Pero claro, esa memoria selectiva es el síntoma principal de la nostalgia. Sea cual sea la realidad está ya a 7,023 kilómetros en algún lugar del Caribe. De vez en cuando me tropiezo con una que otra noticia que me llama la atención, pero las tormentas en el trópico se convierten sólo en brisa al llegar al norte. Y claro, mientras más enterada estoy me doy cuenta de la paradoja: todo está cambiando, pero todo sigue igual. Me pregunto entonces si ya a este punto seré satélite de otra órbita, o si la isla todavía ejerce su fuerza gravitacional sobre mí. Me pregunto qué tanto cambiará el significado de la palabra “volver” con los años, y si alguna vez estos vuelos de ida serán vuelos de vuelta. En fin, la nostalgia disfruta de las preguntas capciosas, de poner a prueba nuestra decisión de echar alas y no raíces. Sólo hay que esperar que los síntomas bajen. A veces toma algunas horas, a veces días, en algunos casos ha durado semanas… pero bueno, el virus siempre termina volviendo a la atmósfera, esperando ser lavado por una lluvia que no moja.

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In defense of Economics

Last week I ran into an article that really caught my attention. Students from the Economics faculty of the Universidad Autónoma de Madrid were submitting a petition to change the way that Economics is currently being taught to them. What was bothering them? How the teaching of Economics is pretty much centered around the views of the“New Classical” school, how these models are of little use in today’s policy-making, as proven by their inability to predict and manage the financial crises of the past decade, how Economists like to forget sometimes that we are, in fact, a social science, and not an exact science, and how a broader view of Economics, comprising the teachings of authors such as Marx, Keynes, Smith, and other classical and contemporary authors should be included in the curriculum. Fair Enough.

Of course, as a former Econ undergrad, their claims resonated with innumerable classroom debates and discussions I had back in the day. In fact, I remember how in my very last Economics class, when we were having our “wrap up” discussion, I commented at how impressed I was at the fact that there is so much energy wasted in Economics in the incessant questioning of the raison d’être of the discipline. I mean, the claims in this protest were not exactly a novelty, and there is, in fact, a dense body of literature from top-notch economists that is dedicated to the critique of the way Economics is taught: Are we teaching university students the right models? Is this really useful for policy-making? Are the Neoclassical models the way to go? Why did we even have to go from a Keynesian world view, to an RBC world view? Why is it that NONE of these models can actually predict why crises have to happen? Can we even model crises? Are we making the right assumptions? Is it really our fault that the world is going to pieces? Etc etc etc…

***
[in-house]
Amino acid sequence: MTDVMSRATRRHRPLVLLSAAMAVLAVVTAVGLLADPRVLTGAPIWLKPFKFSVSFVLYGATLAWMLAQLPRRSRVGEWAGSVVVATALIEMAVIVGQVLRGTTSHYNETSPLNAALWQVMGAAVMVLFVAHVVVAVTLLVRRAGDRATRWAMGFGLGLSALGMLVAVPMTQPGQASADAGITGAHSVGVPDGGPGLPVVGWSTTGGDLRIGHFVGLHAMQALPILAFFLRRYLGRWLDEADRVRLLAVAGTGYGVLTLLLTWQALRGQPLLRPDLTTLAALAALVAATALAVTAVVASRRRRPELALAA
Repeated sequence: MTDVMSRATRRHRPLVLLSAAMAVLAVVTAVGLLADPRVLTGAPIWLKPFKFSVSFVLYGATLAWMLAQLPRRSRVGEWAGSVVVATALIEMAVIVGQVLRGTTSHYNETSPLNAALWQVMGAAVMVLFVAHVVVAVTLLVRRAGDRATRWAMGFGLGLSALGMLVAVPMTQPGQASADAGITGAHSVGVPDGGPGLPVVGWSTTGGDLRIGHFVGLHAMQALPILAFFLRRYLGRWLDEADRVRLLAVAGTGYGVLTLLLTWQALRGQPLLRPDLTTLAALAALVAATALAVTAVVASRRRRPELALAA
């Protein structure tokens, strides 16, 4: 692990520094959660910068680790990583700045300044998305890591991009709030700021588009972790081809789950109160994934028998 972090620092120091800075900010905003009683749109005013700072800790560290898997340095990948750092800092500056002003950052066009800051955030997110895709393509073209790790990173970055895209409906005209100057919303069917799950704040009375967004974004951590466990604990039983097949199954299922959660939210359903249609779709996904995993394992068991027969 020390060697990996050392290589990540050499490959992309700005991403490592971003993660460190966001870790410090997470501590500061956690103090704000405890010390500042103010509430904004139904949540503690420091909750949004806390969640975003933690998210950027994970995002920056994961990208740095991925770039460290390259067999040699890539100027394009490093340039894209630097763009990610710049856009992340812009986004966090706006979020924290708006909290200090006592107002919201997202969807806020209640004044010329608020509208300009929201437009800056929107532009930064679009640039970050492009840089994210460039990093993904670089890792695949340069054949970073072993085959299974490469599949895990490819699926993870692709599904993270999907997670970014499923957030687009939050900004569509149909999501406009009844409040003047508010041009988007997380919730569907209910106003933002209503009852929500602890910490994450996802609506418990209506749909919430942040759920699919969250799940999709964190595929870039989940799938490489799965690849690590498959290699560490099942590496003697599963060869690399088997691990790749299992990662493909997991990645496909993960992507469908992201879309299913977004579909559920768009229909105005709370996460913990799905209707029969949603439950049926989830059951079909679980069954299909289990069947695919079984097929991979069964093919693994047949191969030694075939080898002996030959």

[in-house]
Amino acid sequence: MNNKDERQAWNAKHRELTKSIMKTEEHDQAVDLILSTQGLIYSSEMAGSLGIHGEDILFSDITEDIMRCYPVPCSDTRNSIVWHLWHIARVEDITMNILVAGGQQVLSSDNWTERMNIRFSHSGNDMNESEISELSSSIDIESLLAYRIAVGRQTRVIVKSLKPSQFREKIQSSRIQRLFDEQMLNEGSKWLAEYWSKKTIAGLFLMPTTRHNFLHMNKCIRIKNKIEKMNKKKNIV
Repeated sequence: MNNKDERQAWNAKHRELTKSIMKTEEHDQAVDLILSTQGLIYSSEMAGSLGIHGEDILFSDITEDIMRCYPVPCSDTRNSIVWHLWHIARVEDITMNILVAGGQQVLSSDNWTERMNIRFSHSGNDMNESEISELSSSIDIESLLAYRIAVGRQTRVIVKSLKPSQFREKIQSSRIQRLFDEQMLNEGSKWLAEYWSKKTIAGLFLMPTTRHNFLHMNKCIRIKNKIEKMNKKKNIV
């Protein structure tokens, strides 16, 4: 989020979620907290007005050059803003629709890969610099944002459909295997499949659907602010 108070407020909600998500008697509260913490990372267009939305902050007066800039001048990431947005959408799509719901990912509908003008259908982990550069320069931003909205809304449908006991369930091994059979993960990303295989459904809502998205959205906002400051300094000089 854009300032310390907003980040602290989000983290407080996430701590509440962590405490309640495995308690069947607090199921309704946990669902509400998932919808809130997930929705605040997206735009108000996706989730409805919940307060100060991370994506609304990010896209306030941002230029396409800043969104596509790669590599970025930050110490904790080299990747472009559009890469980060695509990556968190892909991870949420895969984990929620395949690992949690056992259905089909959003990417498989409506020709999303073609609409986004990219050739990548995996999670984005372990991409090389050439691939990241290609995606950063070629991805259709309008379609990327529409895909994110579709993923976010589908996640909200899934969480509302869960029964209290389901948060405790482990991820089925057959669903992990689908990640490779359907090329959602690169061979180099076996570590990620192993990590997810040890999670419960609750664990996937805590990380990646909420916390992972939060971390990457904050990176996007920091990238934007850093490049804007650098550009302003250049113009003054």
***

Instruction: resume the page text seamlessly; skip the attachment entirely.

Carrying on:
Having done my major in the Liberal Arts faculty, I obviously could not identify myself perfectly with the concerns of these students signing the petition. Thinking back about my program, I find that there was a lot of flexibility in the subjects you could choose (although I am aware that many other of my former classmates would probably not feel the same way), and the only subjects that were really “compulsory” were intermediate micro, intermediate macro, and statistics. In fact, you could  get your Economics major without even taking a single class of Econometrics (although I chose to take it, because I’m a geek of course). Point is, the North American Liberal Arts Economics program probably does not feel as claustrophobic as its European and Latin American counterparts. Talking to my fellow Economics student friends from the DR, I see how my program requirements seem very “wishy-washy” next to their math-cantered-mostly-compulsory-classes one. But hey, at least we got to read a lot, and write papers, and work our “analytical mind” muscles (‘cause that’s what Liberal Arts is about, right?).

Anyways, my intention here is not to undergo a comparison exercise between both systems (I mean, how could we even design a counterfactual to test under which one did we actually end better off?), but rather to revisit some of the reasons why Economics, as a “science” gets so much trash from inside and outside of the field. First off,  I have heard many times the complaint of why Economists can’t just be humble.  You know, like Anthropologists, or Historians, or Philosophers… who are well aware of the limits of the precision of their findings, and do not claim that highly-stylized models that are built with the cement of unrealistic assumptions could hold the truths to the Universe.

Well, unfortunately you do not see protesters on the streets complaining about how a biased retelling of their country’s history made them lose their jobs, or how, because of the state of their nation’s philosophic thinking there is no food on the supermarket shelves and their children are starving. Because, you see, the “mistakes” of other social sciences don’t usually make the front pages of the newspapers, and they probably do not have such a tangible impact on people’s lives. This is precisely what puts Economics in such a tricky place: It’s not that we’re posers wanting to hop on the “exact sciences” bandwagon, but the scope of the task that has been entrusted to us, and the high expectations that we will, indeed, succeed as finding the answers, is even ridiculous, if you think about it.